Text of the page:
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Nevada Basketball 2020-21 Season Preview

San Jose State v Nevada Photo by Jonathan Devich/Getty Images

With graduating Caleb and Cody Martin (currently on the Charlotte Hornets roster), Jordan Caroline and the sudden departure of head coach Eric Musselman, the Wolf Pack were forced to re-vamp its roster and coaching staff on the fly under new head coach Steve Alford entering the 2019-20 season.

Despite the drastic turnaround, the Nevada men’s basketball team finished 19-12, including 12-6 in Mountain West play. They were eliminated in the first round of the Mountain West Tournament by the Wyoming Cowboys 74-71.

Nevada loses its top four scorers and five of its top six — including leading scorer Jalen Harris (21.7 ppg), who finished second in the running for the Mountain West Player of the Year voting. From an overall roster construction standpoint, its turnaround is just as drastic as it was heading into 2019-20.

Production Nevada has lost

Entering the.... Points FG 3PFG Offensive rebounding Total rebounding Steals Blocks
Entering the.... Points FG 3PFG Offensive rebounding Total rebounding Steals Blocks
2019-20 season 85.7 percent (2,334-of-2,723 PTS) 86.6 percent (800-of-924 FG's) 75.1 percent (223-of-297 3PM's) 83.1 percent (271-of-325 ORB's) 86.3 percent (1100-of-1274 REBS) 90.5 percent (191-of-211 STLS 97 percent (130-of-134 BLKS)
2020-21 season 79.9 percent (1,911-of- 2,391 PTS) 83.1 percent (666-of-801 FG's) 82.5 percent (255 of 309 3PM's) 46.3 percent (126-of-272 ORB's) 59 percent (701-of-1,188 REBS) 78 percent (124-of-159 STLS) 53.2 percent (58-of-109 BLKS)

In these unforeseen times, it is hard what to project what this Wolf Pack bring. They play a total of 27 games — four fewer than it resulted as last year. But they play 20 Mountain West games instead of the usual 18. Let’s take a look at Nevada’s 2020-21 schedule.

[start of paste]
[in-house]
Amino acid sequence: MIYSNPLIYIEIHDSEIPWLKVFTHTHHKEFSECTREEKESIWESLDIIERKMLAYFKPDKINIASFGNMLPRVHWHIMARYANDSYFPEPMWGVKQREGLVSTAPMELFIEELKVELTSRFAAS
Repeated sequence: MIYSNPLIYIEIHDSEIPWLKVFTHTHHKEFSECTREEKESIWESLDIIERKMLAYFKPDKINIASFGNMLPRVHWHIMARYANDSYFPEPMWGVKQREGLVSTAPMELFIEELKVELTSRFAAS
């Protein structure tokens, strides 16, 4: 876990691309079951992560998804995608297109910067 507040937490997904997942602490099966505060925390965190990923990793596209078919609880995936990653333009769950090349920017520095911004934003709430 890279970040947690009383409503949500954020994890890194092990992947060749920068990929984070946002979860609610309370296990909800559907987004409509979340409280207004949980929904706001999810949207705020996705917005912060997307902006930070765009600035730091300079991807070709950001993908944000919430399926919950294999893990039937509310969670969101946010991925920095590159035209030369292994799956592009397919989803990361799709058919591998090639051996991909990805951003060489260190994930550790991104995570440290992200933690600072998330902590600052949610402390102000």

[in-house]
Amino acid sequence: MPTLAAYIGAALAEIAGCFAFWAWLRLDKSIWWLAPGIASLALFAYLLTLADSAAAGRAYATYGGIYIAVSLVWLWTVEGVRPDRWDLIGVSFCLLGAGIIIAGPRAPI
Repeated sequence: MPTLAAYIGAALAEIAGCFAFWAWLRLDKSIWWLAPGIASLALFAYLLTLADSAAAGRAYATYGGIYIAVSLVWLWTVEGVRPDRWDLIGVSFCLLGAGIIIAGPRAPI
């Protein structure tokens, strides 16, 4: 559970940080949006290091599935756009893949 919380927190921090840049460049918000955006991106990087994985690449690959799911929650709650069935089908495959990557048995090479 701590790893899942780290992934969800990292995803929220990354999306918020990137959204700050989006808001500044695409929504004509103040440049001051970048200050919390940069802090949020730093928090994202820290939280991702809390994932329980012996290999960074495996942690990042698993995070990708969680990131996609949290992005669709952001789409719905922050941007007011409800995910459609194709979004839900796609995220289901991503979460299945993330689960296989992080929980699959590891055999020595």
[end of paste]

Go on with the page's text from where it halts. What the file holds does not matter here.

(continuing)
Schedule:

Nevada men’s basketball 2020-21 schedule

Day Date Opponent Time (PST) TV
Day Date Opponent Time (PST) TV
Wed-Sat. Nov. 25-28 Golden Window Classic (Lincoln, Neb.) TBD TBD
Wednesday Nov. 25 vs. North Dakota State 12:00 p.m. None
Thursday Nov. 26 Nebraska 11:00 a.m. Big Ten Network
Monday Nov. 30 vs. Pacific TBD TBD
Wednesday Dec. 2 vs. San Francisco TBD TBD
Sunday Dec. 6 at San Francisco TBD TBD
Friday Dec. 11 at Grand Canyon TBD TBD
Monday Dec. 14 at San Diego TBD TBD
Friday Dec. 18 vs. Air Force TBD TBD
Sunday Dec. 20 vs. Air Force TBD TBD
Thursday Dec. 31 at New Mexico TBD TBD
Saturday Jan. 2 at New Mexico TBD TBD
Thursday Jan. 7 at San Diego State TBD TBD
Saturday Jan. 9 at San Diego State TBD TBD
Thursday Jan. 14 vs. Fresno State TBD TBD
Saturday Jan. 16 vs. Fresno State TBD TBD
Friday Jan. 22 at Wyoming TBD TBD
Sunday Jan. 24 at Wyoming TBD TBD
Sunday Jan. 31 vs. UNLV TBD TBD
Tuesday Feb. 2 vs. UNLV TBD TBD
Friday Feb. 5 vs. Boise State TBD TBD
Sunday Feb. 7 vs. Boise State TBD TBD
Saturday Feb. 13 at San Jose State TBD TBD
Monday Feb. 15 at San Jose State TBD TBD